Feldenkrais: No Pain - Maximum gain

This is the second of a series of articles on Feldenkrais by Harold Tausch

No Pain - Maximum Gain

People are often surprised by the big changes they notice after a few gentle movements in a Feldenkrais Awareness Through Movement class or a few gentle manipulations in a hands-on Feldenkrais Functional Integration lesson. We live in a culture that still believes to a considerable extent in the "No Pain - No Gain" theory. It is believed that we can only improve by pushing ourselves to our limits and beyond.  This is not true.

In Feldenkrais we encourage people to stay within a range of motion that is comfortable and easy to do and to not push themselves to the limit.

We do this for a number of reasons. First of all, pain is the way our nervous system tells us that something is wrong and, that if we continue doing what we're doing despite the pain, we are going to injure ourselves. In addition, the Feldenkrais Method is an educational technique. We are learning all the time. If we continue to do a movement that is causing us pain, our nervous system will learn that this is not a good movement to do and will tend not to do that movement in the future. As a result, we end up with fewer movement possibilities which is, of course, the opposite of what we are trying to achieve with Feldenkrais.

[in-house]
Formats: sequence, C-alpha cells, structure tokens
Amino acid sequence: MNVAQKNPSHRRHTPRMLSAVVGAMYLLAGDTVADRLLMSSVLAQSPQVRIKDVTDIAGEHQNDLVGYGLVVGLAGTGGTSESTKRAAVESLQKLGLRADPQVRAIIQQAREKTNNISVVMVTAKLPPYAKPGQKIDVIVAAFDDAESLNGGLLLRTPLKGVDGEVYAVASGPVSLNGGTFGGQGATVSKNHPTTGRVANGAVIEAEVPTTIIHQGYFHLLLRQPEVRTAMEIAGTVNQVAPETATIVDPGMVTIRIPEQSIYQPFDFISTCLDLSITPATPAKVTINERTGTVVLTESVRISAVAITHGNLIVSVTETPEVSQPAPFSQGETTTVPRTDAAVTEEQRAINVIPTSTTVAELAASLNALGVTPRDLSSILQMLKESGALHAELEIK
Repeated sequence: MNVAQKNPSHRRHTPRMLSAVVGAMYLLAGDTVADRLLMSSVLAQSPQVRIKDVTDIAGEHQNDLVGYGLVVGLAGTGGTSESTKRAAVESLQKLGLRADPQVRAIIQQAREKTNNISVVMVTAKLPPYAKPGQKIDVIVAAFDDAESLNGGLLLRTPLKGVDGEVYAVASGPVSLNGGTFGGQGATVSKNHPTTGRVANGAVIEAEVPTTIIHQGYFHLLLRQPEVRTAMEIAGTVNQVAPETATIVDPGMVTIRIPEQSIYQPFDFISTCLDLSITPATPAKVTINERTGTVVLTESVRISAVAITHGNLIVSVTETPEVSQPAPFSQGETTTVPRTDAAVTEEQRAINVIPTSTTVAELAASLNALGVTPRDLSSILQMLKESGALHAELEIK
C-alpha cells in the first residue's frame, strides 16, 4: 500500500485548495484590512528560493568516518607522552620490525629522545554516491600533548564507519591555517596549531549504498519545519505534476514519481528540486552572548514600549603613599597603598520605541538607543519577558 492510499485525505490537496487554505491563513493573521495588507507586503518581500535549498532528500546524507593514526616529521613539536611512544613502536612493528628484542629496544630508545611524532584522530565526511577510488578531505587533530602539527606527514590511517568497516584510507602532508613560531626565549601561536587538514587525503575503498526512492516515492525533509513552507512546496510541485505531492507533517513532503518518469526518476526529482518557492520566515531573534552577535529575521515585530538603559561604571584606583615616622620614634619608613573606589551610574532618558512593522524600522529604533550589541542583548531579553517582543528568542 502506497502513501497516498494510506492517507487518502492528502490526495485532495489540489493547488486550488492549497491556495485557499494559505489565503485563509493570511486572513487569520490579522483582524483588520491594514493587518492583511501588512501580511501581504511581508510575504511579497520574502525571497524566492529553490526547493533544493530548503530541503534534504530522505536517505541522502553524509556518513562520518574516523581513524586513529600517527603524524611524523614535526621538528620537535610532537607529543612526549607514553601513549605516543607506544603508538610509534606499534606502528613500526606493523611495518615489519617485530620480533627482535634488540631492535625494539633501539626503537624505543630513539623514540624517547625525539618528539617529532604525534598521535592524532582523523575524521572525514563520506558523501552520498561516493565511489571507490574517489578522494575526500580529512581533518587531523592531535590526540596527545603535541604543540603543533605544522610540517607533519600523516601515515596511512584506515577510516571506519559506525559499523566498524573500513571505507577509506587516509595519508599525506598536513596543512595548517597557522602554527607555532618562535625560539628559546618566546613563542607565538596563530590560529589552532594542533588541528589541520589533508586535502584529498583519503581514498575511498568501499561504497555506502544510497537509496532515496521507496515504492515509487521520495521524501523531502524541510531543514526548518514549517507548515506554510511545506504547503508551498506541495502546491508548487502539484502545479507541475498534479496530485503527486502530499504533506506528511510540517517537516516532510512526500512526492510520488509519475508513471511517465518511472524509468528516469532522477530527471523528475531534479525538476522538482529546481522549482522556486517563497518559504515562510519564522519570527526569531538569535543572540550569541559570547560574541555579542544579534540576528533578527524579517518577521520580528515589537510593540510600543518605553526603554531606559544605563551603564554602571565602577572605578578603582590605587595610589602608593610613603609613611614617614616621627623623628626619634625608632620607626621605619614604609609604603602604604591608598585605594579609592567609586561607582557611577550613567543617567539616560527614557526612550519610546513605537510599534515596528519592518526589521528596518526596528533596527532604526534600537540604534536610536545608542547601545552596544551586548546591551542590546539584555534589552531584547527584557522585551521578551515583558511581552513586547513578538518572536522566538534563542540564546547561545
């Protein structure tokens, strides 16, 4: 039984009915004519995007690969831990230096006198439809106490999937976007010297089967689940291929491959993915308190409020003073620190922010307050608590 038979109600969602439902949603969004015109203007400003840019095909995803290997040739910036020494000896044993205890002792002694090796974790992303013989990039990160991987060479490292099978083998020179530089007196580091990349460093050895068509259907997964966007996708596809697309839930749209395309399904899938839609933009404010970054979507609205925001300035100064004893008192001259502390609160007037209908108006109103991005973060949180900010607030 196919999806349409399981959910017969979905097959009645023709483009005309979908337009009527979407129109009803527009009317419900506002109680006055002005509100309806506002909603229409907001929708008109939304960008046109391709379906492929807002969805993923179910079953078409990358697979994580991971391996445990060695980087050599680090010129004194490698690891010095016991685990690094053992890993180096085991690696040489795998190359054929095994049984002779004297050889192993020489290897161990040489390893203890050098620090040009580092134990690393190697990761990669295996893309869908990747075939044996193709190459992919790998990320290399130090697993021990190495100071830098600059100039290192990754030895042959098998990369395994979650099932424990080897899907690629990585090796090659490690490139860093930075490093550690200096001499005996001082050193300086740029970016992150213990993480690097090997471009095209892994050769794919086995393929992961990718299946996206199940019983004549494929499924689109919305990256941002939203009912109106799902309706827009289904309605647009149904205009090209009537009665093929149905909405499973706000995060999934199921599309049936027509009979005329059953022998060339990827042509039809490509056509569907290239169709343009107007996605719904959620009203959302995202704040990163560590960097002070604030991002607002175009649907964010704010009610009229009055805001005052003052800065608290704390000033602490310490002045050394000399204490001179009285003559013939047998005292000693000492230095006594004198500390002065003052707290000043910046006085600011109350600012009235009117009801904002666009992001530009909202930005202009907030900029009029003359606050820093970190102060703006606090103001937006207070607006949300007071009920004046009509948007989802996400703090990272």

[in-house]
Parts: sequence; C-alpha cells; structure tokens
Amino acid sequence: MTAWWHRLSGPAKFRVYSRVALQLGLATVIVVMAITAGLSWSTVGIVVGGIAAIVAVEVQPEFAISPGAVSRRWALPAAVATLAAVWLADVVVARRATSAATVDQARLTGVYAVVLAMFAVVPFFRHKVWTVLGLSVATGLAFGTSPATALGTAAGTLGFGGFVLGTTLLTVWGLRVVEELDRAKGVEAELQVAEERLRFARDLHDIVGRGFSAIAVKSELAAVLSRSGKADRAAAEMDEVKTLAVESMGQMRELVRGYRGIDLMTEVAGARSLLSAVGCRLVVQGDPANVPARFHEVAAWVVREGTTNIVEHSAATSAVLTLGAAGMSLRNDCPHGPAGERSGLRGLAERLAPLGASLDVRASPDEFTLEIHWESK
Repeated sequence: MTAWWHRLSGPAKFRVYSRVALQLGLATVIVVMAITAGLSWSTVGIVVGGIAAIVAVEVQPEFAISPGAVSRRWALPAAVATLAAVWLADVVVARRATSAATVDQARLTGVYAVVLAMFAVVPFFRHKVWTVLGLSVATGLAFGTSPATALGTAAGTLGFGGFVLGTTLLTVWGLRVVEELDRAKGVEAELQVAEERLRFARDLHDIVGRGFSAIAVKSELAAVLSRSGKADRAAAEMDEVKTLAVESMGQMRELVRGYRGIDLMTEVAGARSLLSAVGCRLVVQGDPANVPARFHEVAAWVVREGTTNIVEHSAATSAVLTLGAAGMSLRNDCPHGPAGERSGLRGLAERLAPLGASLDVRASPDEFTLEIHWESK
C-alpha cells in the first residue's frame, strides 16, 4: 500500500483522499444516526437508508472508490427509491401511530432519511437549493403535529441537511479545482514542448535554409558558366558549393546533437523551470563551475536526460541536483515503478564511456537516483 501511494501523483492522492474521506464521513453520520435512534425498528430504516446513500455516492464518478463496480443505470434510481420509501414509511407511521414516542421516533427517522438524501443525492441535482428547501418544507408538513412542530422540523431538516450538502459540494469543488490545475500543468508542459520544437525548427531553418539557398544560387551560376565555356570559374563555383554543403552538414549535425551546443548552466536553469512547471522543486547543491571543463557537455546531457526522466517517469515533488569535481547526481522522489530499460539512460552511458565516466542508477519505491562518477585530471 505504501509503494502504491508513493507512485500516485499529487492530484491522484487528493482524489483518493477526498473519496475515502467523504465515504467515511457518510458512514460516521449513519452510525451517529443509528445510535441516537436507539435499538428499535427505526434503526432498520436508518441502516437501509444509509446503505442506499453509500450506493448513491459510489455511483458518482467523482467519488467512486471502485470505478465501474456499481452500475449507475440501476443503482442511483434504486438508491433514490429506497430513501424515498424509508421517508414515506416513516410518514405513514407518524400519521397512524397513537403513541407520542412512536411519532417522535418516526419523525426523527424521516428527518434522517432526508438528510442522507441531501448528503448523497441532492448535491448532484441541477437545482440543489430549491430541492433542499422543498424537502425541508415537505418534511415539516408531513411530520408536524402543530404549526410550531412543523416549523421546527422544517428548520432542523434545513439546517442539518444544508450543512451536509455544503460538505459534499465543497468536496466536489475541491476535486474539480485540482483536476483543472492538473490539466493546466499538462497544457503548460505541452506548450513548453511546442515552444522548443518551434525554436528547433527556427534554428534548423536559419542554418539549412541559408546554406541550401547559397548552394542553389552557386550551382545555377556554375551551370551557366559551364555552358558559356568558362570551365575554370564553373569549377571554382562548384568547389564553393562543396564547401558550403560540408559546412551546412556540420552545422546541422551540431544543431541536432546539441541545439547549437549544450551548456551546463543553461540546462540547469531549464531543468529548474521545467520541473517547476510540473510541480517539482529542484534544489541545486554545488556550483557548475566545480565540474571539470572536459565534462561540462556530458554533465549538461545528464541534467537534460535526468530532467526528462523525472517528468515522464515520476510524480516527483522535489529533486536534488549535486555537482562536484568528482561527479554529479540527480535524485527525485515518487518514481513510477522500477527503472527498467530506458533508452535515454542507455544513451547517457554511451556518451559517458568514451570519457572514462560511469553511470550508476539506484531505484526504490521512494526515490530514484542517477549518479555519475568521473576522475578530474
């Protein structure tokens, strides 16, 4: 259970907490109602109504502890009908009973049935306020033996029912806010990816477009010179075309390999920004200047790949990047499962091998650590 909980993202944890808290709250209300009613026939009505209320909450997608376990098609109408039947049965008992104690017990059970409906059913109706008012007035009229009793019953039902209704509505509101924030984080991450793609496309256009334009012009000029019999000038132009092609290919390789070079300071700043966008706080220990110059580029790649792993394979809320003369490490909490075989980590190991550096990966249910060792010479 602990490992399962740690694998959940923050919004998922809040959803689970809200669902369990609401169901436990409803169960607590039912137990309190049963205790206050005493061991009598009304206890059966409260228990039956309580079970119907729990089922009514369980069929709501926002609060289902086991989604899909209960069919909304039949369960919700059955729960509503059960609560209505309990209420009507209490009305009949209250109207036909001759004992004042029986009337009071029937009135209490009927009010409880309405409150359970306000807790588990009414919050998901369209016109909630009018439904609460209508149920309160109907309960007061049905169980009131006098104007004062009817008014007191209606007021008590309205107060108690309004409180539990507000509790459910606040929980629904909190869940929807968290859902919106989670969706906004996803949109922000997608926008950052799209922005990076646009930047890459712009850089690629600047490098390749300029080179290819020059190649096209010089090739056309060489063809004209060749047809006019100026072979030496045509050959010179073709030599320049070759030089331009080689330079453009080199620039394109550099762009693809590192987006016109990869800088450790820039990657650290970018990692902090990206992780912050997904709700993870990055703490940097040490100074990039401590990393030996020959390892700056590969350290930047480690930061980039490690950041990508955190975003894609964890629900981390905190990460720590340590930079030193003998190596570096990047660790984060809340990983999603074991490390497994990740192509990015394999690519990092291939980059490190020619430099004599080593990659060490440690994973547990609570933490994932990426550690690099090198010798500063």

The "No Pain - No Gain" approach is also about working very hard. When we work hard and move quickly, we do not create an environment in which we can learn. All that we are doing is practicing what we already know how to do, however well or poorly organized that is. To learn to improve our movements we have to slow things down and reduce our effort so that we can really become aware of what we are doing and to notice small differences as a result of the Feldenkrais explorations.

Another aspect of the "No Pain - No Gain" approach is to go to our limits or beyond, to the point of exhaustion. This again is counter-productive if we are trying to improve the quality and effectiveness of our movements. As we approach exhaustion, our movements become less precise and less efficient. We start contracting more and more muscles, often including muscle groups that have nothing to do with what we are trying to do. It results in the development of poorly organized movement patterns.

Feldenkrais engages the learning capabilities of our nervous system. Learning actually takes a lot of energy and our attention can quickly become fatigued. That is why there are frequent rests during Feldenkrais classes and why the practitioner carefully gauges the response of the client's nervous system to prevent a sense of overload.

In many ways, the Feldenkrais Method is the antithesis of the "No Pain - No Gain" theory. Instead of forcing our body to perform through effort, we are always looking for the easiest, most efficient, and pleasurable way of moving. As a result, our movements take less energy and are more effective. "No Pain - Maximum Gain".